Spanish VW subsidiary Seat has finally launched their range-topping Leon Cupra hatch locally, nearly two years after its Auto Africa showing.
When the Leon Cupra was originally shown at the 2006 Auto Africa Motor Show, public reaction was overwhelmingly positive. Unfortunately, in the interim, South Africans have had to wait - some would say too long - for the Latin hot hatch prodigy to arrive locally.
Euro 4 engine fuel compliance issues complicated local homologation, contributing greatly to the local launch delay. With this resolved now, the Leon Cupra has arrived, and it has a tough act to follow.
Its track racing sibling has dominated Class T of the local production car championship since debut last year in the hands of Graeme Nathan and Phillip Kekana.
Beyond the bi-xenon headlights, detailed black grille finish, offset chrome-trimmed single exhaust and red coloured brake callipers, the Cupra is not easily distinguishable from its lesser FR sibling.
The distinctive Seat Leon styling, showcasing VW master designer Walter de' Silva's deft aesthetic touch, remains alluring. Front styling, with the small, centre grille and ovoid headlights set it apart from other Japanese and German challengers.
Along the flanks the downward curving styling crease seals off the curvaceous shape perfectly. With door handles integrated into the small-window frame of the rear doors the profile has a flush, nearly Coupe like appearance.
It might not scream boy racer, yet the styling is elegant and purposeful, an ode to fine Catalonian design, which is hardly surprising considering Seat is headquartered in Barcelona.
There is an inverse irony to the Cupra when you climbe inside. The figure-hugging sports seats with their embossed, red Cupra logos are comfortable, yet finished in cloth, which is hardly bespoke hot hatch territory.
And then there is the horrid, squared off centre-stack, with its undersized buttons and cheap trim. The instrumentation is passable, yet the interior, manually adjustable sports seats and all, culminates to a rather underwhelming experience in commensuration to the fabulously styling exterior styling and detailing.
Equipment levels are keen too. You get dual front airbags augmented by front aide and curtain items for safety. Infotainment is MP3 enabled and Bluetooth synergised too, while auxiliary input caters for your iPod.
Stonking 2-litre turbo motor
Justifying the red brake callipers and sports style racing seats is a 2-litre, direct injection turbocharged engine producing 177 kW between 5 700- and 6 300 r/min. Although it's hardly a 7 000 r/min hot hatch screamer, with 300Nm available from 2 200 r/min to 5 500 r/min the result is an awfully tractable turbocharged power train.
Driving the front wheels through a six-speed manual gearbox - featuring one of the oddest looking gearknobs around - the Cupra should top off 247 km/h, and dispatch the boy-racer 0-100 km/h statistic in 6.4 seconds.
Perhaps a truer indication of its torquey nature and relentless acceleration is the respectably rapid 24.6 second one kilometre sprint time.
Hugging the asphalt 14 mm lower than its Leon siblings, the Cupra features independent McPherson strut front suspension with a smaller stabiliser bar to increase responsiveness. At the rear a four-arm multilink set-up is charged with keeping the 1 334 kg- Cupra tidy when pushing on.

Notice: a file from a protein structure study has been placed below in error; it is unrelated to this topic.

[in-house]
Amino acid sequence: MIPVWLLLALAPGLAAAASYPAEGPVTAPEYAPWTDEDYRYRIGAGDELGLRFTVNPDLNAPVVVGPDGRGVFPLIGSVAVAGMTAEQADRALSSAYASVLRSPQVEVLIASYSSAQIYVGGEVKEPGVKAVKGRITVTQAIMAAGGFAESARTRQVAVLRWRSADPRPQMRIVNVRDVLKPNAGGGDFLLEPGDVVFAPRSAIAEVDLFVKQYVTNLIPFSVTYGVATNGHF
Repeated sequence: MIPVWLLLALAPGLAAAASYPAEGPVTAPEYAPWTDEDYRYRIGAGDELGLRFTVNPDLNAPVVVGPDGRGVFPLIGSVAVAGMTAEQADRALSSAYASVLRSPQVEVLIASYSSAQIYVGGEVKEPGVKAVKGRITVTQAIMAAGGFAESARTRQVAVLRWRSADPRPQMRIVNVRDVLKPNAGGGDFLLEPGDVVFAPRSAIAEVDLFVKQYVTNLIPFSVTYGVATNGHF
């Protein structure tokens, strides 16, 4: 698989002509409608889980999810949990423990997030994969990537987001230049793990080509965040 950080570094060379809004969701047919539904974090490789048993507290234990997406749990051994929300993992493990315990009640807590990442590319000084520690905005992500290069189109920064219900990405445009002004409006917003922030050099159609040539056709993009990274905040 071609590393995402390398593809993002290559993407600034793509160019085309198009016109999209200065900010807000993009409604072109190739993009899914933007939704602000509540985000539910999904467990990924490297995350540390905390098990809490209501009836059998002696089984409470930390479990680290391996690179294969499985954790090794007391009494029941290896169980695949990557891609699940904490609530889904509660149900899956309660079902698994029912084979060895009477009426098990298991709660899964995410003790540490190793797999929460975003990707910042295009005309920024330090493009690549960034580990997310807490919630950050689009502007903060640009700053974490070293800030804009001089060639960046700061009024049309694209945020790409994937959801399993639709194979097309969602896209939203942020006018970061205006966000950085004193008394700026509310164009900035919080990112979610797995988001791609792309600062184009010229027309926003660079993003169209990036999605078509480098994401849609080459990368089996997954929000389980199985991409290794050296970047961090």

Those bright red callipers grab onto 345 x 30 mm ventilated discs up front, whilst the entire system is ABS and EBA enabled.
Seat bravely chose Kyalami as a launch venue. After Graham Nathan scared us stupid with an introductory quick lap in the Cupra race car, we set about exploring the undulating home of South African motorsport in the road going Cupras.
With a light clutch action and quick shifting six-speed box -albeit lacking in tactile feel and gate navigating precision at the limit - you appreciate just how tractable the 2-litre turbo motor is.
Channelling 177 kW to the tarmac in a front-wheel drive car is always going to be interesting, even more so when accompanied by 300 Nm of torque. Despite this the Cupra is not too unruly in tight corners under acceleration, which was surprising, as I was expecting lashings of torque steer.
On the quicker sweeps it doggedly followed the set line, yet under deceleration in cambered corners it can get a bit skittish around the rear. The brakes themselves took a pounding yet kept scrubbing off speed without noticeable fade lap after lap.
Whether it was the 225/40 mm Dunlop rubber or some badly chosen lines, but turn-in behaviour and steering feedback was not as sharp as one would have liked.
Handling is benign overall though, with plenty of grip, and acceleration through the gears quite rapid. It might not be as focused as the R26 Megane on a track, but the Cupra retains a requisite amount of hot hatch handling credibility.
Superbly styled, well equipped and with VW servicing back-up (the 10 Seat dealers have VW 'twin-partner' dealerships which handle services and parts), the Leon Cupra easily shades its VW GTI cousin in terms of outright pace, if not interior ambiance.
It is very well priced too. Considering strong Euro appreciation and inflationary pressure which has been brought to bear on the new car market since the Cupra was shown at Auto Africa in 2006 with Seat promising to keep to their original projected price then.
And they have, making it strong value at only R264 000.